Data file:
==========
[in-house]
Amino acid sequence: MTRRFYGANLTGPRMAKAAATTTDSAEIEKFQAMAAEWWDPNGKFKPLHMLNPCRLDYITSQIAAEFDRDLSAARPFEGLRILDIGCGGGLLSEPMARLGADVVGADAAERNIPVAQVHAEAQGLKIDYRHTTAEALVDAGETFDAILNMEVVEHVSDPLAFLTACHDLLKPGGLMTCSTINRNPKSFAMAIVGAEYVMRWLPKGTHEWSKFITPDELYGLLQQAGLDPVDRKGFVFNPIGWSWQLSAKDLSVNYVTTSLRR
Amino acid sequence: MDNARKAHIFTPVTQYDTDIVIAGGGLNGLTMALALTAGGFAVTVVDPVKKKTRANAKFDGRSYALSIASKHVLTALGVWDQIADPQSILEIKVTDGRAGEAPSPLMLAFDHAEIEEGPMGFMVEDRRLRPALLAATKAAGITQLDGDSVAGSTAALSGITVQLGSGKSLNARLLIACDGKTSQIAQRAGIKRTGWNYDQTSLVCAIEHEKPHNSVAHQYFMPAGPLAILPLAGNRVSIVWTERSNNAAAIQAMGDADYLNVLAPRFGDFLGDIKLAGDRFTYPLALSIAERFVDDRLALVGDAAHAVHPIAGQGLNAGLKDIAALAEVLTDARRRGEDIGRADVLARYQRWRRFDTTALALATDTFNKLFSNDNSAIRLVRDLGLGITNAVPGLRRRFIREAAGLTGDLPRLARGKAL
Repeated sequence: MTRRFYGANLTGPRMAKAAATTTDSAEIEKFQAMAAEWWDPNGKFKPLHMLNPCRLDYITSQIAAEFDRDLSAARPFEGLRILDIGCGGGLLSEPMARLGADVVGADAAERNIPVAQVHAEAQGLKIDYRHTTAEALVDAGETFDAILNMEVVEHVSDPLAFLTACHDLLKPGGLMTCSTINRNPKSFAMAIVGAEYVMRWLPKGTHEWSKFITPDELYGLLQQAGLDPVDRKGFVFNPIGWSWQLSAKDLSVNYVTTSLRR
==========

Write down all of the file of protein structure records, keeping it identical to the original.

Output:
[in-house]
Amino acid sequence: MTRRFYGANLTGPRMAKAAATTTDSAEIEKFQAMAAEWWDPNGKFKPLHMLNPCRLDYITSQIAAEFDRDLSAARPFEGLRILDIGCGGGLLSEPMARLGADVVGADAAERNIPVAQVHAEAQGLKIDYRHTTAEALVDAGETFDAILNMEVVEHVSDPLAFLTACHDLLKPGGLMTCSTINRNPKSFAMAIVGAEYVMRWLPKGTHEWSKFITPDELYGLLQQAGLDPVDRKGFVFNPIGWSWQLSAKDLSVNYVTTSLRR
Amino acid sequence: MDNARKAHIFTPVTQYDTDIVIAGGGLNGLTMALALTAGGFAVTVVDPVKKKTRANAKFDGRSYALSIASKHVLTALGVWDQIADPQSILEIKVTDGRAGEAPSPLMLAFDHAEIEEGPMGFMVEDRRLRPALLAATKAAGITQLDGDSVAGSTAALSGITVQLGSGKSLNARLLIACDGKTSQIAQRAGIKRTGWNYDQTSLVCAIEHEKPHNSVAHQYFMPAGPLAILPLAGNRVSIVWTERSNNAAAIQAMGDADYLNVLAPRFGDFLGDIKLAGDRFTYPLALSIAERFVDDRLALVGDAAHAVHPIAGQGLNAGLKDIAALAEVLTDARRRGEDIGRADVLARYQRWRRFDTTALALATDTFNKLFSNDNSAIRLVRDLGLGITNAVPGLRRRFIREAAGLTGDLPRLARGKAL
Repeated sequence: MTRRFYGANLTGPRMAKAAATTTDSAEIEKFQAMAAEWWDPNGKFKPLHMLNPCRLDYITSQIAAEFDRDLSAARPFEGLRILDIGCGGGLLSEPMARLGADVVGADAAERNIPVAQVHAEAQGLKIDYRHTTAEALVDAGETFDAILNMEVVEHVSDPLAFLTACHDLLKPGGLMTCSTINRNPKSFAMAIVGAEYVMRWLPKGTHEWSKFITPDELYGLLQQAGLDPVDRKGFVFNPIGWSWQLSAKDLSVNYVTTSLRR